Yet Meyerson ignored this commitment and deliberately sought to conceal the real issue, which is internal, natural growth within existing boundaries:

"The Obama administration, Democrats on the Hill who have long championed Israel's interests and a clear majority of American Jews all view the growth of the settlements as a major impediment to a two-state solution, and, therefore, a threat to Israel's long-term survival."

Note the deception in the following quote when Meyerson tries to cast the issue as outward expansion, rather than natural, internal growth within existing boundaries:

"The Israeli government speaks of the 'natural growth' of the settlements, but, says Queens Democrat Gary Ackerman, 'having children can't be an excuse to expand a settlement. Neither side should be expanding beyond its perimeters or attacking the other side. No expansions, no how, no way, no shticks, no tricks.'"

Ackerman's position is actually consistent with Netanyahu's policy statement, yet Meyerson distorts the facts to make it seem to be a criticism.

Myerson then tries to convince Post readers that American Jewish support for Israel is declining:

"But why the waning of American Jewish identification with Israel over the past few decades? "

"The blame for their [Palestinian] statelessness is surely their own as well as the Israelis', but in time, the Israeli role in the Palestinian disaster has eroded American Jewish identification with Israel."

"By every measure, American Jews remain intensely committed to liberalism and to universal and minority rights. As a democratic state rising on the ashes of the Holocaust, Israel once embodied those values to its supporters, but 42 years of occupation have rendered Israel a state that tests those values more than it affirms them. Its most fervent American Jewish backers, to be found disproportionately among the Orthodox, identify with it for reasons that are more tribal than universal. All of which has created the political space for President Obama to try to craft a resolution to one of the planet's most venerable and dangerous disputes. "

Meyerson's anti-Israel bias and his effort to delegitimize the State of Israel fit neatly within the Post's agenda. The teaser linking to Meyerson's article on the home page of the Post's web site all day on the 17th was:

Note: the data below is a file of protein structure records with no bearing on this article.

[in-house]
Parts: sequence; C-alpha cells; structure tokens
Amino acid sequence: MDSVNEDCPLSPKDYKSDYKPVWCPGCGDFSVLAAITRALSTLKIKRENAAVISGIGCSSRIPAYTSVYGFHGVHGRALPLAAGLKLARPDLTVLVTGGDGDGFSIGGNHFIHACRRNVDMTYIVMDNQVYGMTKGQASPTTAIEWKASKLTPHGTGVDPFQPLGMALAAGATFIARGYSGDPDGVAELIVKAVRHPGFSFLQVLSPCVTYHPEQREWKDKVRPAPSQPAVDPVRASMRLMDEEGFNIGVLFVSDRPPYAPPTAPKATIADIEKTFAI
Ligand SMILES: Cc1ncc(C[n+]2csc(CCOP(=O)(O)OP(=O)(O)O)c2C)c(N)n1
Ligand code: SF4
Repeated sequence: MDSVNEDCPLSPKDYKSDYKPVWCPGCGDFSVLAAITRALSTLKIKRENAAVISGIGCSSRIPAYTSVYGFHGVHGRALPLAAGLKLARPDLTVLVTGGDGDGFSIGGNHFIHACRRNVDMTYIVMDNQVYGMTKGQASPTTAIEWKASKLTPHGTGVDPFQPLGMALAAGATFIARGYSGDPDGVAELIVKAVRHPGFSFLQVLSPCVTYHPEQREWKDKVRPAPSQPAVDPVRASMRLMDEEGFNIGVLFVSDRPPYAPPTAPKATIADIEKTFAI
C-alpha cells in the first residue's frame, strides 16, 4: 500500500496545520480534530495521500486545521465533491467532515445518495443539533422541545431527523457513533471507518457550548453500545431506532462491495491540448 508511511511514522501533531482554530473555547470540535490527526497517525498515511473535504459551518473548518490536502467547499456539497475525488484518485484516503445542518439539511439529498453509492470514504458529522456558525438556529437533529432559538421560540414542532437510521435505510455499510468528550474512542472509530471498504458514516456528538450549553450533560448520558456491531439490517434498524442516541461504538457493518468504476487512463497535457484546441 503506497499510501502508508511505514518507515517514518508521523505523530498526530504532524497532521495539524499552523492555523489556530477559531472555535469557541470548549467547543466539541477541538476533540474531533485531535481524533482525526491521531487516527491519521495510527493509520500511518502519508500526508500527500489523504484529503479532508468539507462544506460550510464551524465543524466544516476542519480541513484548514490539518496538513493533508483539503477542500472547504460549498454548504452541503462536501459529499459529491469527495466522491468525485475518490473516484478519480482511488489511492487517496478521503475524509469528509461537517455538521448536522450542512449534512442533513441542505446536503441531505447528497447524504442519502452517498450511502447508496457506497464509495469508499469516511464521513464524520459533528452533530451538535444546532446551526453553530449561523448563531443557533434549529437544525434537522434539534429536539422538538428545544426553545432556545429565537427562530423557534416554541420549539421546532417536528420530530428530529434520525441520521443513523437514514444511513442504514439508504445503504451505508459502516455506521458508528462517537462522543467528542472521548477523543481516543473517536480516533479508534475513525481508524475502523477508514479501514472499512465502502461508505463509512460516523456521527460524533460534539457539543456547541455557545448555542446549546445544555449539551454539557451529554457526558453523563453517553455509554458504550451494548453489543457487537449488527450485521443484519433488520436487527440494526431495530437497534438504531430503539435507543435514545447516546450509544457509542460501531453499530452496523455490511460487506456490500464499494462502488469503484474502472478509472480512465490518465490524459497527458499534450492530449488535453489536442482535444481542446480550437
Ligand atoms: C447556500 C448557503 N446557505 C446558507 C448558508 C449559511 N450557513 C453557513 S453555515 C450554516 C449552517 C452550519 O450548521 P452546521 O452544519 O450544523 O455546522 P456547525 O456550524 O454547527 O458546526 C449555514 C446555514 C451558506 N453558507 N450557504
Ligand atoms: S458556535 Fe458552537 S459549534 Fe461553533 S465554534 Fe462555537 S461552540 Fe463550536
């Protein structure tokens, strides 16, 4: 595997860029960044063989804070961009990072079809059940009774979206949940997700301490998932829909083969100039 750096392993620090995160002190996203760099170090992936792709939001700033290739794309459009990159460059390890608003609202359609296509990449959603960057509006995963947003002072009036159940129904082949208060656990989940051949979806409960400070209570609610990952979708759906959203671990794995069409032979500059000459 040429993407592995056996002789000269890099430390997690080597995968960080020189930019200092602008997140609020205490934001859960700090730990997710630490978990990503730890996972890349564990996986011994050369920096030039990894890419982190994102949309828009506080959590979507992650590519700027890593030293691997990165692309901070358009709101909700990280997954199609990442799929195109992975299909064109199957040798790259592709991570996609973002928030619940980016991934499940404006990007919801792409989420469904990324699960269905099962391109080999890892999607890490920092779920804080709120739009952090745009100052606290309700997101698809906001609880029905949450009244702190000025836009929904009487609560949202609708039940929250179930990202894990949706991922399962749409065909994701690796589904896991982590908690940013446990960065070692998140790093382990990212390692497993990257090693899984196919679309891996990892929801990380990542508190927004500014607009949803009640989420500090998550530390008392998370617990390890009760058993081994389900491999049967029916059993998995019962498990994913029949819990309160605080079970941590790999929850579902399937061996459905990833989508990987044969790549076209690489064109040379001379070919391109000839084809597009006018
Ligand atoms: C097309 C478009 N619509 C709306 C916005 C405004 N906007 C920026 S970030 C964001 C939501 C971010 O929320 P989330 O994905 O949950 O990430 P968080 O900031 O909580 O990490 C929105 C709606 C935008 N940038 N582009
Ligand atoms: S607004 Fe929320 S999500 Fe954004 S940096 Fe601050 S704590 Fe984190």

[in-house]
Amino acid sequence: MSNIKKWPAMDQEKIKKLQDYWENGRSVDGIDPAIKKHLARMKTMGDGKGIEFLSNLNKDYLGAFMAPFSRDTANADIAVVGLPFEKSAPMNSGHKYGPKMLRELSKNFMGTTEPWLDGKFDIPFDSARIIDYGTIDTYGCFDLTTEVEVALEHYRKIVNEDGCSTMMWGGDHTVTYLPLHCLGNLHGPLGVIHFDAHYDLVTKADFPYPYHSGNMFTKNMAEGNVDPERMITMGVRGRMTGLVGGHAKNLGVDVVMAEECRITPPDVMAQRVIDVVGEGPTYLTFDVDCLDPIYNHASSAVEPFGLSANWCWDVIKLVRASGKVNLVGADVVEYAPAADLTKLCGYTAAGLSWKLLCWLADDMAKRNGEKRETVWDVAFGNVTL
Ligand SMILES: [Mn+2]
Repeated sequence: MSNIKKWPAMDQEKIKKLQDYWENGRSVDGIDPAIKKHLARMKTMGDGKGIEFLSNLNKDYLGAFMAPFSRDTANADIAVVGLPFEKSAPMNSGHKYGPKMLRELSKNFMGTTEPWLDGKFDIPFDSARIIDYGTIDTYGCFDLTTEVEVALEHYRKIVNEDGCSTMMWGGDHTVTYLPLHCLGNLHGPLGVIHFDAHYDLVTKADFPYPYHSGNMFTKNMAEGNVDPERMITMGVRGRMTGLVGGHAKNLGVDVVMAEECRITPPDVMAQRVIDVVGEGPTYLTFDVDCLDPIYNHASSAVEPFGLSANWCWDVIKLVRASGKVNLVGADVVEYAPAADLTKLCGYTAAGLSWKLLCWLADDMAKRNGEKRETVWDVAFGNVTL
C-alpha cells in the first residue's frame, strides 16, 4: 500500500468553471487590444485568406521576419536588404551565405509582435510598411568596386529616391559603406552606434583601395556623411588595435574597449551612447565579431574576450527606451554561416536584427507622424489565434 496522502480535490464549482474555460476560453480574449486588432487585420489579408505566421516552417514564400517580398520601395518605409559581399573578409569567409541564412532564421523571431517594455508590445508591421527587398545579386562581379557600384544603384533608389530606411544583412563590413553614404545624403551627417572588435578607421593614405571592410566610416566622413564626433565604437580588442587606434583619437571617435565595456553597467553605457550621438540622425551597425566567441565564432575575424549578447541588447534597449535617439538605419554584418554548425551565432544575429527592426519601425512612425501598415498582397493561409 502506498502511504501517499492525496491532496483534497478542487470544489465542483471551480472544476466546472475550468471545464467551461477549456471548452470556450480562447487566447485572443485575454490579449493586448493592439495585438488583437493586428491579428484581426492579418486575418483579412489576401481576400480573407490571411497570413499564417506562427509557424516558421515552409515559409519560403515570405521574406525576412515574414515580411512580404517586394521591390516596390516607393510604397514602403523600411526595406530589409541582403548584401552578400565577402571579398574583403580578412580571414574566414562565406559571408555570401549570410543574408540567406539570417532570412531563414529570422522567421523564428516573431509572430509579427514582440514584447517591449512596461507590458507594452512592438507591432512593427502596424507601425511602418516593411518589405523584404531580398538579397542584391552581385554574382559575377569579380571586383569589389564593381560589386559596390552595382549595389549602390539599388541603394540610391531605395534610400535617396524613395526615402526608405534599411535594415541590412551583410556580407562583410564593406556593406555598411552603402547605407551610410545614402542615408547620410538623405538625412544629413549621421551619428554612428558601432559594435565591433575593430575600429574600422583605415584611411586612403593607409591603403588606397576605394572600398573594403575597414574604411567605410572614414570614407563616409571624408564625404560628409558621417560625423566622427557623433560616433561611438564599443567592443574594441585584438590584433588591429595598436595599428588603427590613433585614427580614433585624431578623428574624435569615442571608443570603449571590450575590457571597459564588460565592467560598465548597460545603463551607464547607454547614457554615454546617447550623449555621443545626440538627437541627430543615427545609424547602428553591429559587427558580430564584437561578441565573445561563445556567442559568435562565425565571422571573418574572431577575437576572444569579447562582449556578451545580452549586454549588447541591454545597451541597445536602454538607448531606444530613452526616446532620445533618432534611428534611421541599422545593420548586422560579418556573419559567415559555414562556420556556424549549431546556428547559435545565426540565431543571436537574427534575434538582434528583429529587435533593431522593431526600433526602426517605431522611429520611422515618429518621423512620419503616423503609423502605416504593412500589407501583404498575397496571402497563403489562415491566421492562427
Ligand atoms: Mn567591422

America vs. Netanyahu
Meyerson: The Israeli role in the Palestinian disaster has eroded American Jewish identification with Israel. 

On the same day as the Meyerson hatchet job the Post ran what purported to be a news article by Glenn Kessler about an old, 1979 legal opinion of a State Department staff lawyer during the Carter administration. (Old Legal Opinion Raises New Questions, 1979 State Dept. Document Found Israeli Settlements 'Inconsistent' With the Law, 6-17-09)

This wasn't news. It was an effort by Kessler and the Post to resurrect and employ against Israel Carter administration propaganda long since rendered obscure by legal analysis, time and events. With Bush administration officials (e.g., Elliott Abrams) now confirming that Obama is reneging on prior tacit commitments on internal settlement construction, the Post suddenly sought to elevate a staff lawyer's opinion from 30 years previous into an official position of the US. He does this despite President Reagan's subsequent repudiation of the staff lawyer's conclusion. Kessler deals with President Reagan's repudiation by quoting the staff lawyer saying that Ronald Reagan, the President of the United States, wasn't a lawyer. 

" 'Ronald Reagan expressed his opinion. But whatever you think of him, he was obviously not a lawyer.' "

How's that for a brilliant rebuttal? Readers are supposed to ignore what the President of the United States later said about that lawyer's analysis, because President Reagan wasn't a lawyer.

The opinion itself, however, was erroneous when it was first issued and remains erroneous today, because the disputed territories in the West Bank never belonged to Palestinians and therefore never could be considered occupied territory. The West Bank was stateless land captured by Jordan and Egypt during the 1948 War and kept until 1967 with no more right to it than Israel, and the eastern boundaries of Israel between 1948 and 1967 were nothing more than the armistice line at the cessation of fighting at that time. Judge Grossman (a lawyer plus by the Kessler article's standards) comments on the legal issues in the following letter:


From: Herbert Grossman
To: Editor, The Washington Post
Date: June 18, 2009

To the Editor:

Rather than discuss the merits of whether Jewish settlements in the West Bank are legal, in "Old Legal Opinion Raises New Questions" (news, June 17), Glenn Kessler pretends that a legal opinion saying that they are not, drafted in 1979 by a legal adviser to President Jimmy Carter (whose views of the Jewish State become clearer as he ages and his public discourse becomes increasingly shrill and uninhibited) established both the law and U.S. policy on the matter, when all it represents is one man's opinion offered to satisfy his superior's request.